A COLUMN by Catherine Bennett in The Observer last week took issue with the apparent hypocrisy of the British Christian Right. She started by revisiting the 2015 parliamentary debate on assisted dying, on which she takes the humanist line. Then, “Sir Edward Leigh said: ‘There is just one, overwhelming, fundamental human right: the right to life.’
“Leigh . . . [was] recently to be found demanding evidence that Christmas worship was a health risk. ‘Outlawing religious services is a disproportionate response,’ said Leigh, who is still sitting on any evidence of divine aerosol suppression.
“Sir Desmond Swayne, likewise protective in 2015, recently objected that doctors diagnosing terminal illness might make mistakes; assisted dying ‘put the vulnerable at risk’. He later complained that lockdown regulations, already too late to guarantee enough ventilators for Covid’s vulnerable, are ‘pervaded by a pettifogging malice’.
“Without — presumably — having formally exchanged ostentatious piety for ruthless utilitarianism, a striking number of those advocating policies that would have exposed more older people to an agonising death also belonged to 2015’s sanctity of life faction. Not that they had any guarantee that likely human sacrifice would be restricted to the over-60s who, according to leading anti-lockdownists, are probably sickly and certifiably expendable.”
For Bennett, it is obvious that these anachronistic, if still carnivorous, dinosaurs are wrong on both counts, as well as monstrously hypocritical.
I am less certain. The hypocrisy of these opponents of assisted dying illustrates the point that they want to make better than their sincerity ever could. Against legalised euthanasia, they argue that young and healthy people will selfishly pressure the old to die; and they are right. Their own behaviour proves it. Admittedly, they are keener on other people’s grannies’ dying than their own, but the point still stands. And if even a Conservative Member of Parliament is tempted to profit from the deaths of innocent but undeniably inconvenient old people, how can the rest of us, by definition of a lower moral stature, be expected to resist the temptation in our turn?
BUT, if being shamed by journalists had any effect on public figures, the world would be a very different place. I’m not entirely sure that it would be better, though. There is a psychiatrist in San Francisco who wrote a blog for many years under the pseudonym Scott Alexander. It was a big part of the so-called rationalist movement, which is, I think, the only living part of humanism today, in the sense that it is not parasitical on Christian habits of mind. Although they don’t believe in original sin, they really do believe in human fallibility, not all of it other people’s.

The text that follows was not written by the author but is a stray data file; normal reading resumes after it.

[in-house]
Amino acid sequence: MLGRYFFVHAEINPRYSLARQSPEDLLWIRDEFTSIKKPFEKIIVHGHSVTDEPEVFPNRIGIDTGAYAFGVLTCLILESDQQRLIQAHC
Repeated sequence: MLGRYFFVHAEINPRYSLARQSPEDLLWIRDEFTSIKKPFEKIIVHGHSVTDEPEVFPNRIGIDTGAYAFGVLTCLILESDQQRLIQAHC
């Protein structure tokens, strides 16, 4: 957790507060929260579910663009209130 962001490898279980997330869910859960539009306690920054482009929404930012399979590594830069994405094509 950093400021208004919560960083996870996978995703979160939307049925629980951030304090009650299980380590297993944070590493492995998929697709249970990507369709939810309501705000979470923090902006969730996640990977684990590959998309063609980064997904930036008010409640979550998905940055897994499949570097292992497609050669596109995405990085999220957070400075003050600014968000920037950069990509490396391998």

This autumn, The New York Times wanted to profile him, and then demanded that they print his real name as part of it. He asked them not to. They replied that their policy demanded it. So he shut down the blog and removed the archives from the internet. His noisy and various enemies then published his real name everywhere that they could.
Now, he has reappeared on the website Substack with some reflections. “No, seriously, it was awful. I deleted my blog of 1,557 posts. I wanted to protect my privacy, but I ended up with articles about me in New Yorker, Reason, and The Daily Beast. I wanted to protect my anonymity, but I Streisand-Effected myself, and a bunch of trolls went around posting my real name everywhere they could find. I wanted to avoid losing my day job, but ended up quitting so they wouldn’t be affected by the fallout. . .
“ . . . Well, suppose Power comes up to you and says hey, I’m gonna kick you in the balls. And when you protest, they say they don’t want to make anyone unsafe, so as long as you can prove that kicking you in the balls will cause long-term irrecoverable damage, they’ll hold off. And you say, well, it’ll hurt quite a lot. And they say that’s subjective. . .
“In the New York Times’ worldview, they start with the right to dox me [to expose his offline identity], and I had to earn the right to remain anonymous by proving I’m the perfect sympathetic victim who satisfies all their criteria of victimhood. But in my worldview, I start with the right to anonymity, and they need to make an affirmative case for doxxing me. I admit I am not the perfect victim. The death threats against me are all by losers who probably don’t know which side of a gun you shoot someone with. If anything happened at work, it would probably inconvenience me and my patients, but probably wouldn’t literally kill either of us. Still! Don’t kick me in the fucking balls!”
It’s a sobering thought that, in this trade, we almost always hurt people by accident. I mean, sometimes the cruelty is deliberate and successful, but that works only on weakness, even if that weakness is only the vanity of your victim. But real power sails above all that — not least because the really powerful own newspapers, or Facebook, anyway.